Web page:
Let’s Write Anger

Friends. Writing is difficult. Especially emotions, which are pivotal in crafting realistic characters.

At first, we write super interesting actions for our cast. But then, we slip into easy repetition. He gave a look. She nodded. They shrugged. Or unforgivable redundancies like ‘he glared at her angrily’.


The worst part is that we don’t even notice how often our characters repeat actions until a beta reader or editor points it out. Fabulous, right?

Keeping it real and compelling reaction-wise isn’t always simple.

While the internet is littered with posts on writing emotions, they aren’t always comprehensive. Some of them are no more than little teasers for the author’s emotion dictionaries, for sale on Amazon. Free resources are scarce and, honestly, as an indie writer myself, I know that funds can be scarce too.

I’m not working on my novel right now, but I don’t want to stop improving my writing. So, I’ve been researching emotions and plan to do a series of posts on different ways to show them in writing.

Let’s do this.

Anger in Body Language

  • Actions that make someone seem larger (usually characters with the fight instinct). Puffed out chest, chin lifted, hands on hips, arms raised, feet spread apart, coming to full height, shoulders straightened.
  • Other characters will make themselves smaller (those with the flight instinct). Crossed arms, ankles or legs, shoulders slumping, retreating, tucking the chin to look or glare upwards at the other character.
  • Characters with the fawning instinct or otherwise submissive characters may constantly apologise, take the blame for the other party’s anger (even if they’re not guilty) or criticise themselves during the argument. Anything to make it stop. They may even let the other person physically hurt them if they believe it would help.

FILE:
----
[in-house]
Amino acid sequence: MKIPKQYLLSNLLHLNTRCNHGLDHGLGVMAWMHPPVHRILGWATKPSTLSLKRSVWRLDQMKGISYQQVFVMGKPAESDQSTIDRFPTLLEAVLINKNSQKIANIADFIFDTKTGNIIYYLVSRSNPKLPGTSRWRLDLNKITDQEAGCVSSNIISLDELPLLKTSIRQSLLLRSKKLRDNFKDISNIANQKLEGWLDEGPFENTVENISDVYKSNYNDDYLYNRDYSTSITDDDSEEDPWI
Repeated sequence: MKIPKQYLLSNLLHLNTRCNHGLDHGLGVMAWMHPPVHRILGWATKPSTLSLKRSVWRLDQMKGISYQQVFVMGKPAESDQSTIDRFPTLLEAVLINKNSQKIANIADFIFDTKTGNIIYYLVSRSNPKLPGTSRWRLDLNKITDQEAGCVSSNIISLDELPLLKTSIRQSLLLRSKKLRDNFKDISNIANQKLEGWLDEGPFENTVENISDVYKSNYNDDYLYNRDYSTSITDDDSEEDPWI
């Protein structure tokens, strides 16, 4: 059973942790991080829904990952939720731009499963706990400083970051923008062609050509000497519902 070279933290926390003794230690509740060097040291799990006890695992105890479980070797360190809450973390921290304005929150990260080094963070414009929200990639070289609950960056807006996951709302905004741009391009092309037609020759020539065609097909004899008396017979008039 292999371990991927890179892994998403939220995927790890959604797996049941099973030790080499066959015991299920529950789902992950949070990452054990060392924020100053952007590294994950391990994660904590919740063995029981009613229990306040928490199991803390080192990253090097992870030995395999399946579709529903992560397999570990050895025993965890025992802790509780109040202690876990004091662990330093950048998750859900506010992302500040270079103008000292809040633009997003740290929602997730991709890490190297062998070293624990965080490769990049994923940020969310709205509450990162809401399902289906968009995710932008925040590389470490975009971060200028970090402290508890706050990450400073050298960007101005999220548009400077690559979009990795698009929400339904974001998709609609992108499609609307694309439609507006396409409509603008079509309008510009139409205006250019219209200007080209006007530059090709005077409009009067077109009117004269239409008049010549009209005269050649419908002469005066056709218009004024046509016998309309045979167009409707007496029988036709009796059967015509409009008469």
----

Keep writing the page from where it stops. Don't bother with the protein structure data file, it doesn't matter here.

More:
• Characters might also go rigid or seem not to react at all (those with the freeze instinct).
  • Stoic characters or characters who become quiet when angry can also seem to freeze, or they’ll tightly control their movements.
  • Some characters will become reckless in anger. Large, rapid movements–the angrier the wilder.
  • Some will seem to relax when angry, which is a mocking action that translates to ‘you can’t hurt me, bring it on’ and will probably fuel the other party’s rage (unless they’re also the relaxed-angry or quiet-angry type).
  • Some characters will cry, so lots of flicking or wiping away tears with jerky movements or sobs.
  • Fists on hips, crossed arms ending in fists, or balled fists by the sides.
  • Punching or kicking objects or walls, the air or other characters. Slamming doors, throwing, or smashing things.
  • Raised hands.
  • Flat hands cutting through the air or slapping things or characters.
  • Rubbing temples, the neck, or hands running through hair.
  • Grabbing hands: objects, clothing, or hair (their own or another character’s).
  • Pointing or shaking fingers. Jabbing or pressing a finger to another character’s chest, or flicking the other character.
  • Fingers spread like claws.
  • Palms held forward in a ‘stop’ sign.
  • Covering their mouth, especially in disbelieving anger, or when the character is trying not to say something.
  • Advancing or invading personal space.
  • Characters may show compulsive behaviour, like cleaning, tidying, or checking things to calm the anxiety that comes with anger.